Nighttime Dog Walking

Tips for Walking Your Dog in the Dark

20141001_204630Autumn evenings are lovely. The leaves are beginning to turn beautiful shades of gold and amber. Temperatures are beginning to fall and the woollies and warm coats have been brought out of hibernation. For those of us who are have to walk the dog in the evening after work, or in the dark mornings before work, this time of year brings new challenges. The fading light means we have to take a little more care on our daily walks.

There are things we need to do to keep ourselves and our pooches safe. Remember that reduced visibility works two ways; if we can’t see what’s around us then we can’t be seen very well either. There are increased risks of minor accidents on dark nights when we are more likely to be bumped into by joggers or cyclists, or the dog lead trips someone up because they couldn’t see it. It is more difficult to spot hazards on the ground such as glass or potholes or uneven terrain. So it’s a good idea to make yourself and your dog as visible as possible to reduce risk and there are several ways in which you can do this.

Glow In The Dark!

You can buy flashing light collars, leads and harnesses. These are available from most large pet stores and online companies and will cost from a couple of pounds for a small collar upwards. Hi-viz, or reflective jackets, are available for dogs and are a cheap option at £2-3 for a medium sized dog jacket. Hi-viz jackets for people can be bought for just a few pounds too. Another inexpensive option is to use reflective tape, of the type which glows when a light falls on it. You can wrap this around your dogs lead and collar and can even stick some onto your boots or sleeves. This is a potentially messy option though as the tape can be quite sticky so don’t use it on anything which could spoil.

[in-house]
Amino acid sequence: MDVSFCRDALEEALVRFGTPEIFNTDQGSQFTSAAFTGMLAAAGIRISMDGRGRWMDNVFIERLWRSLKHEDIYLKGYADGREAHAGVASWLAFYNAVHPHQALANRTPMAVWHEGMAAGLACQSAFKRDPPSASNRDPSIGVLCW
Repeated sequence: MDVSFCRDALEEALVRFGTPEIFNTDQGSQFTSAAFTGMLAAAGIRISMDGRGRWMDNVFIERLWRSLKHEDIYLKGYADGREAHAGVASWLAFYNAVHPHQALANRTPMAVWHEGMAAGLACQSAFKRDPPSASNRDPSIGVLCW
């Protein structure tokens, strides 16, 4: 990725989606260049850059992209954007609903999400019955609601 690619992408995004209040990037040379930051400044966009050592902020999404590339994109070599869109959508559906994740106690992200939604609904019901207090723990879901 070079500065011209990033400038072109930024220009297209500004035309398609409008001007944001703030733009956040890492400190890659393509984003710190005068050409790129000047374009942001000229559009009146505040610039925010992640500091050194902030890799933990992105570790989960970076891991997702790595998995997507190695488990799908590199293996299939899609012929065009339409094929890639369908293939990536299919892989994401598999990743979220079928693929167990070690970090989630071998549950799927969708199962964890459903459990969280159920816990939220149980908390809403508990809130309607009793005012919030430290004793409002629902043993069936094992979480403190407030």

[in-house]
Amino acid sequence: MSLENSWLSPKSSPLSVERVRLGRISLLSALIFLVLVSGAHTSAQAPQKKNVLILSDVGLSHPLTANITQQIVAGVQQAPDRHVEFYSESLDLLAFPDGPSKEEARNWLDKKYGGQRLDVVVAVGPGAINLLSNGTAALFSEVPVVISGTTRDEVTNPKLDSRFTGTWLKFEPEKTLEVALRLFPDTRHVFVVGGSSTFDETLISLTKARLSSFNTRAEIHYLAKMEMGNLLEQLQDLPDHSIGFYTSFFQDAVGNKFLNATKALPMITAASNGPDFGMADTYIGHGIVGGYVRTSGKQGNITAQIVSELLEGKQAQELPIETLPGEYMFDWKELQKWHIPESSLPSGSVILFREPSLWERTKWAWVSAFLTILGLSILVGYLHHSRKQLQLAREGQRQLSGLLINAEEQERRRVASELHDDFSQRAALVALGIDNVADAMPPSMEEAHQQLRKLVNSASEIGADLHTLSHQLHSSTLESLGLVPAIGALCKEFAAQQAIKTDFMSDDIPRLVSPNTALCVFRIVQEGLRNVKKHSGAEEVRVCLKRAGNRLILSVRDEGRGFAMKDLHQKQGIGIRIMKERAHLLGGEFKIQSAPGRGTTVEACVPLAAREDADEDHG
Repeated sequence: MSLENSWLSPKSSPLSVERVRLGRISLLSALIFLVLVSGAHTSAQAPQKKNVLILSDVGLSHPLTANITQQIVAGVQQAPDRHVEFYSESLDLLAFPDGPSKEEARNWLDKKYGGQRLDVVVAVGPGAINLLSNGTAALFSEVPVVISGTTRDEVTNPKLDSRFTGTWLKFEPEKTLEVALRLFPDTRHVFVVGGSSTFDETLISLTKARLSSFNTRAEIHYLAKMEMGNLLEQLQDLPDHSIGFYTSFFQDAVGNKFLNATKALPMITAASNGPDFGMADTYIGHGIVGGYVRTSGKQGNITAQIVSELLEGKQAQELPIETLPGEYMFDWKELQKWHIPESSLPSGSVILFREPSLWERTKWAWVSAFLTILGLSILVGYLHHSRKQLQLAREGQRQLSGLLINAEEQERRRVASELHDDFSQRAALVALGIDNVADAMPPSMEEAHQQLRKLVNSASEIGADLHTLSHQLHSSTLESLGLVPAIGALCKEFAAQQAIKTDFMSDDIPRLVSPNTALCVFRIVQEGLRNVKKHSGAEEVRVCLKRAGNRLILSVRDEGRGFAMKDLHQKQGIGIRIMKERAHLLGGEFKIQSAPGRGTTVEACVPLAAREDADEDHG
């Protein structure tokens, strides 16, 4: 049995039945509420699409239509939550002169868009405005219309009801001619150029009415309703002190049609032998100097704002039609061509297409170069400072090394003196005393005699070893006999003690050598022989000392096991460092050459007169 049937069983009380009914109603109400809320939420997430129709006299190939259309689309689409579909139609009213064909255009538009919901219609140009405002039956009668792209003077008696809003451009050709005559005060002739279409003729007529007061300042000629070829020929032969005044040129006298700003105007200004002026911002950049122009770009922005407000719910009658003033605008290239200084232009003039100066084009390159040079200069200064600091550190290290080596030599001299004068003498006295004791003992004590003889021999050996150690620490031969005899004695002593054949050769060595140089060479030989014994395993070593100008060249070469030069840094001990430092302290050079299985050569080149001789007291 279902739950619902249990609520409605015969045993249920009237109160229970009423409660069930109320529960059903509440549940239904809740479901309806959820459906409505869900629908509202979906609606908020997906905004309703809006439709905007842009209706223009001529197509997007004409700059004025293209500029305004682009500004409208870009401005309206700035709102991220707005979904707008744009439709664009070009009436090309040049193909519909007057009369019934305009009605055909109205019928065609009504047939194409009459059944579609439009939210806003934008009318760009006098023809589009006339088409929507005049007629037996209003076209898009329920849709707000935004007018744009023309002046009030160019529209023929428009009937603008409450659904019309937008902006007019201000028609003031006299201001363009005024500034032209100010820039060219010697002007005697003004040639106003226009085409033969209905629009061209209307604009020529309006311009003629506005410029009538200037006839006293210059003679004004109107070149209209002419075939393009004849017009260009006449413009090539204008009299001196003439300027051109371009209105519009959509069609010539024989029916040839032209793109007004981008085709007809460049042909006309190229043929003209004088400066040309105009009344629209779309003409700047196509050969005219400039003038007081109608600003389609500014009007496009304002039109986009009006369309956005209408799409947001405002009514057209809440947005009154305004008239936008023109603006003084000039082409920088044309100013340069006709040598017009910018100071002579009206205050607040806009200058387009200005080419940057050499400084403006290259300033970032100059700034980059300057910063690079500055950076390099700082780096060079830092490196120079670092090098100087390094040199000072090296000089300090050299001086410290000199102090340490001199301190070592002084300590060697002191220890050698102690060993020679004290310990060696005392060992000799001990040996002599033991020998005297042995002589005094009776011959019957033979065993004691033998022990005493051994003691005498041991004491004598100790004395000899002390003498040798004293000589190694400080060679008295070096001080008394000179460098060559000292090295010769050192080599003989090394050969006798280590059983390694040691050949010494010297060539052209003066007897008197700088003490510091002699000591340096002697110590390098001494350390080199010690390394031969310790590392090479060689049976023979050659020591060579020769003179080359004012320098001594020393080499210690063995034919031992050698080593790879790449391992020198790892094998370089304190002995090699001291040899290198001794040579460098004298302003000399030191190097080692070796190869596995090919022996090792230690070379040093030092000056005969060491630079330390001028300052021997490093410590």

A torch is a very useful item to carry with you, not only to light your way in the dark but also to assist in accurate poop scooping!

Stay Safe

Some people are confident enough in their dog’s recall ability to let him off the lead during dark evening walks but it’s much safer to keep him on-lead. Stick to familiar paths and look confident. Keep your mobile phone fully-charged and in your pocket and just be aware of what’s around you. Taking these sensible precautions will ensure happy walks even in the depths of winter.

As a dog walker based in Finchley we fit all the dogs in our care with flashing collars once the light starts to fade